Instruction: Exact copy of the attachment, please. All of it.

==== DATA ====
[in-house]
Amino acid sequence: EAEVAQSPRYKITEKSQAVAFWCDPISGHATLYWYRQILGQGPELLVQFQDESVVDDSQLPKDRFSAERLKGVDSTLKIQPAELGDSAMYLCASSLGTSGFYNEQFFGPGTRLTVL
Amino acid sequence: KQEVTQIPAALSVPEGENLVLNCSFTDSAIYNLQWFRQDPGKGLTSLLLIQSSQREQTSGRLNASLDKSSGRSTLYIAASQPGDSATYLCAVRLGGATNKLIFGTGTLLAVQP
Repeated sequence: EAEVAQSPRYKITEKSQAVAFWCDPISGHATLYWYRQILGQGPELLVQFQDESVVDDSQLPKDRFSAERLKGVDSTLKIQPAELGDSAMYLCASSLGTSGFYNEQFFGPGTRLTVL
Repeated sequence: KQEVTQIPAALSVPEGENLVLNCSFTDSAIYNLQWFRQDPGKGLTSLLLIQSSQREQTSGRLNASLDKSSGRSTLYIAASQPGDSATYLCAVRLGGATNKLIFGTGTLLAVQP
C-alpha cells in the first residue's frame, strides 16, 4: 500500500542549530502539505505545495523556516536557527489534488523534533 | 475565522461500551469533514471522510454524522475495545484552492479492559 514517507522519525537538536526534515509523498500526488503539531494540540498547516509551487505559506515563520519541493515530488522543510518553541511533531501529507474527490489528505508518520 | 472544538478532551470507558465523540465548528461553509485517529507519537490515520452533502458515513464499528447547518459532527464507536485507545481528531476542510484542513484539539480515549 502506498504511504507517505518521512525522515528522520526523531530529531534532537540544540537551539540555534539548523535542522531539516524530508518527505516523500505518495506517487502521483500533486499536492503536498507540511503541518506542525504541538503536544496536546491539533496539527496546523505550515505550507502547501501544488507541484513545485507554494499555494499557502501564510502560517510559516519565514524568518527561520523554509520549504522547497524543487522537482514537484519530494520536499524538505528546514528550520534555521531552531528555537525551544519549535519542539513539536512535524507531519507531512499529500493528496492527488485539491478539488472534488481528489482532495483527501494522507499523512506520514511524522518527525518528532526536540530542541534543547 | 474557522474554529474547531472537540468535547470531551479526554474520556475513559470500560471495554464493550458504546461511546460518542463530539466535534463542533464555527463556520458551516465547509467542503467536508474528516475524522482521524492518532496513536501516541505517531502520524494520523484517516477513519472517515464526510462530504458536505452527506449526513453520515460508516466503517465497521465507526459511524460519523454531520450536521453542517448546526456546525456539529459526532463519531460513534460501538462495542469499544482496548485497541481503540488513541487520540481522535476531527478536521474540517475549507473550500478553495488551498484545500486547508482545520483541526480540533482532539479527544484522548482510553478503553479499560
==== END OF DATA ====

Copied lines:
[in-house]
Amino acid sequence: EAEVAQSPRYKITEKSQAVAFWCDPISGHATLYWYRQILGQGPELLVQFQDESVVDDSQLPKDRFSAERLKGVDSTLKIQPAELGDSAMYLCASSLGTSGFYNEQFFGPGTRLTVL
Amino acid sequence: KQEVTQIPAALSVPEGENLVLNCSFTDSAIYNLQWFRQDPGKGLTSLLLIQSSQREQTSGRLNASLDKSSGRSTLYIAASQPGDSATYLCAVRLGGATNKLIFGTGTLLAVQP
Repeated sequence: EAEVAQSPRYKITEKSQAVAFWCDPISGHATLYWYRQILGQGPELLVQFQDESVVDDSQLPKDRFSAERLKGVDSTLKIQPAELGDSAMYLCASSLGTSGFYNEQFFGPGTRLTVL
Repeated sequence: KQEVTQIPAALSVPEGENLVLNCSFTDSAIYNLQWFRQDPGKGLTSLLLIQSSQREQTSGRLNASLDKSSGRSTLYIAASQPGDSATYLCAVRLGGATNKLIFGTGTLLAVQP
C-alpha cells in the first residue's frame, strides 16, 4: 500500500542549530502539505505545495523556516536557527489534488523534533 | 475565522461500551469533514471522510454524522475495545484552492479492559 514517507522519525537538536526534515509523498500526488503539531494540540498547516509551487505559506515563520519541493515530488522543510518553541511533531501529507474527490489528505508518520 | 472544538478532551470507558465523540465548528461553509485517529507519537490515520452533502458515513464499528447547518459532527464507536485507545481528531476542510484542513484539539480515549 502506498504511504507517505518521512525522515528522520526523531530529531534532537540544540537551539540555534539548523535542522531539516524530508518527505516523500505518495506517487502521483500533486499536492503536498507540511503541518506542525504541538503536544496536546491539533496539527496546523505550515505550507502547501501544488507541484513545485507554494499555494499557502501564510502560517510559516519565514524568518527561520523554509520549504522547497524543487522537482514537484519530494520536499524538505528546514528550520534555521531552531528555537525551544519549535519542539513539536512535524507531519507531512499529500493528496492527488485539491478539488472534488481528489482532495483527501494522507499523512506520514511524522518527525518528532526536540530542541534543547 | 474557522474554529474547531472537540468535547470531551479526554474520556475513559470500560471495554464493550458504546461511546460518542463530539466535534463542533464555527463556520458551516465547509467542503467536508474528516475524522482521524492518532496513536501516541505517531502520524494520523484517516477513519472517515464526510462530504458536505452527506449526513453520515460508516466503517465497521465507526459511524460519523454531520450536521453542517448546526456546525456539529459526532463519531460513534460501538462495542469499544482496548485497541481503540488513541487520540481522535476531527478536521474540517475549507473550500478553495488551498484545500486547508482545520483541526480540533482532539479527544484522548482510553478503553479499560